Shakespeare Books and Antiques used to be up the hill, about a block off Main Street, in a long narrow space. I don’t remember it having a lot of windows. Now she is in a shop on Main Street, a big, square well-lit place filled with books, old toys, paintings, prints and photos, serving dishes, trays, cases of jewelry, statuettes and magazines.
I found a slim book of poems by TS Eliot, including The Wasteland and bought it. Why? Well, it was only four dollars, for one thing. And The Wasteland is one of the most powerful and intriguing poems written in the last hundred years. So that’s why.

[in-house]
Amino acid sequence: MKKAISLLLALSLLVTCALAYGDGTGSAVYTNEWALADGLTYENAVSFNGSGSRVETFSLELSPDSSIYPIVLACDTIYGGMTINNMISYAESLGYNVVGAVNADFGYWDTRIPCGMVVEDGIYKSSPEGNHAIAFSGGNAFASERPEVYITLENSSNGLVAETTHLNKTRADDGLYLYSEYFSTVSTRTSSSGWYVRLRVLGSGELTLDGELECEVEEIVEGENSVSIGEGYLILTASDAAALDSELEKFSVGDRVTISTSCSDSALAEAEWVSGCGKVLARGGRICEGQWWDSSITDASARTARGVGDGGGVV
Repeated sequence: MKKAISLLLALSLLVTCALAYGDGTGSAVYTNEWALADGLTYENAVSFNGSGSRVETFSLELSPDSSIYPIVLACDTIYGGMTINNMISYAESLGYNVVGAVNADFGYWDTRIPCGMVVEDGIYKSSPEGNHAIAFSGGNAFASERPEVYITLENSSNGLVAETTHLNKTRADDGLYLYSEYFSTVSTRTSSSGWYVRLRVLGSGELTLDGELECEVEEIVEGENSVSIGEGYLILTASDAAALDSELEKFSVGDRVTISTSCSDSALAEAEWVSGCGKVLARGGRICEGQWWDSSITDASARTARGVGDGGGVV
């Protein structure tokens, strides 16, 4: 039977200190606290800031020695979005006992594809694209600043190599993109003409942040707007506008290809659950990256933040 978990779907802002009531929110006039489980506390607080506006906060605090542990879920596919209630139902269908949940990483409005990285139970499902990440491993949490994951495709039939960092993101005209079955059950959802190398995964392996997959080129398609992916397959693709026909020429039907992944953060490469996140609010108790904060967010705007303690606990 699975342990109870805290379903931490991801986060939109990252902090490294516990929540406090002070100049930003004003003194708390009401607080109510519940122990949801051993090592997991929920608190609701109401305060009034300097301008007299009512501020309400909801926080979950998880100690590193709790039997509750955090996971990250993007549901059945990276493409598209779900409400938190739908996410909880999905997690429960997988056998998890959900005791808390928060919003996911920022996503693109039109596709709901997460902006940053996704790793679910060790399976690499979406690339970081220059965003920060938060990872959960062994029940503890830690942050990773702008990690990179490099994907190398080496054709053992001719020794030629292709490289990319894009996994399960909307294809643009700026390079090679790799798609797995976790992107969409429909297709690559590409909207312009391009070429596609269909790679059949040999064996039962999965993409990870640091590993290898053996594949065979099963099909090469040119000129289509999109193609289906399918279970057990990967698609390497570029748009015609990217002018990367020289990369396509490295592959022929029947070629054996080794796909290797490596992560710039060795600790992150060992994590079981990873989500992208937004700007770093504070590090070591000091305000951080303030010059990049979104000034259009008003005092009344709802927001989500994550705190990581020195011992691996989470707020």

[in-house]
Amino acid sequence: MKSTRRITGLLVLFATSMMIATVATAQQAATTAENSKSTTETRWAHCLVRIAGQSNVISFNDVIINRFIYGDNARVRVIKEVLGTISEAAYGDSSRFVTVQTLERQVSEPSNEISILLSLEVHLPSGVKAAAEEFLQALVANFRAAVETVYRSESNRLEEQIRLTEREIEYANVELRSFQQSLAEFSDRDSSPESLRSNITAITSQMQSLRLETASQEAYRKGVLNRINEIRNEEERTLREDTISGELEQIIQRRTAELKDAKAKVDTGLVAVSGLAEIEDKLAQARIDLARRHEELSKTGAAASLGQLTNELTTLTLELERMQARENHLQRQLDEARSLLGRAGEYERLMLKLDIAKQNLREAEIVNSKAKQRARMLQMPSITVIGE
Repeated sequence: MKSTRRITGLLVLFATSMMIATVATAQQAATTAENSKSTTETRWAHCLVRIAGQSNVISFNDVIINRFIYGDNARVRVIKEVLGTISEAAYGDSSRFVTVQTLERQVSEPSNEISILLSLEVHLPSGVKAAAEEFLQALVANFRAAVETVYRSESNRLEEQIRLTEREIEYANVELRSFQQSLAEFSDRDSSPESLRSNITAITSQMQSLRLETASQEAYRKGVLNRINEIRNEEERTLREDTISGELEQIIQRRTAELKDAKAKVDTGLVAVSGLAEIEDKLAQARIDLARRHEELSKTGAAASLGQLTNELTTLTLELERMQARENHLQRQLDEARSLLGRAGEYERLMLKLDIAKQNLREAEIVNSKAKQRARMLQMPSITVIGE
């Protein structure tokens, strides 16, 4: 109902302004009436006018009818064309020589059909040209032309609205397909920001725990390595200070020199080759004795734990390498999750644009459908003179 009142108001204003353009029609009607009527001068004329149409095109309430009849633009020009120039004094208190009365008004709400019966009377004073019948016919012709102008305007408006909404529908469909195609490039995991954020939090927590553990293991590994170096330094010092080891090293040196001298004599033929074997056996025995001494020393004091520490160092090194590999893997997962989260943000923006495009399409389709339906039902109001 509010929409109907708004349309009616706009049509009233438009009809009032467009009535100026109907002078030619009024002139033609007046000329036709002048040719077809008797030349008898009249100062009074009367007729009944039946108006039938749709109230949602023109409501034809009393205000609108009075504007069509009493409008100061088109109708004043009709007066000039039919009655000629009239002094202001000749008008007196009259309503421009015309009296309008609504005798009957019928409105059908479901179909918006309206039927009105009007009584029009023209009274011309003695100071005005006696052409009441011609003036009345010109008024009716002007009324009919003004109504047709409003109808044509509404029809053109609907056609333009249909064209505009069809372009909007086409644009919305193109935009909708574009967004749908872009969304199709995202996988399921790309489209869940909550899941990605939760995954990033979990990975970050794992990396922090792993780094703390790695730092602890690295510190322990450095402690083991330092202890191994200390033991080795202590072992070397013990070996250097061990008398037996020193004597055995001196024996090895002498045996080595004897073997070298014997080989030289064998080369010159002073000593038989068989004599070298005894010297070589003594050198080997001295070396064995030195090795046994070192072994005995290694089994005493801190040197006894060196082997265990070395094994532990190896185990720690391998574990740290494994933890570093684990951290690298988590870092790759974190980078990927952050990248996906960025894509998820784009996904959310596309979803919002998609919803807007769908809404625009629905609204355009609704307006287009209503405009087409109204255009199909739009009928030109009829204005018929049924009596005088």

The proprietor has a century-old cash register. She grabbed another customer and let/made her ring me up on this beautiful, intricate machine. If you wonder why some people like steam punk, drive or fly to Ashland and look at this non-electrical machine. As a bonus, she flipped up the richly decorated cover to show a little window where the totals are kept. Below this little gauge, the surface was blackened with carbon. “This was before electricity,” she said. “And at the end of the day, the shopkeeper had to write down the total from here.” She tapped the carbon stains. “So they’d strike a match.” She pointed to the other side, where there were a few streaks of black. “And these marks over here must have been from—“
“Left-handed clerks,” the other customer and I said in unison. Because, it turned out, we were both left handed.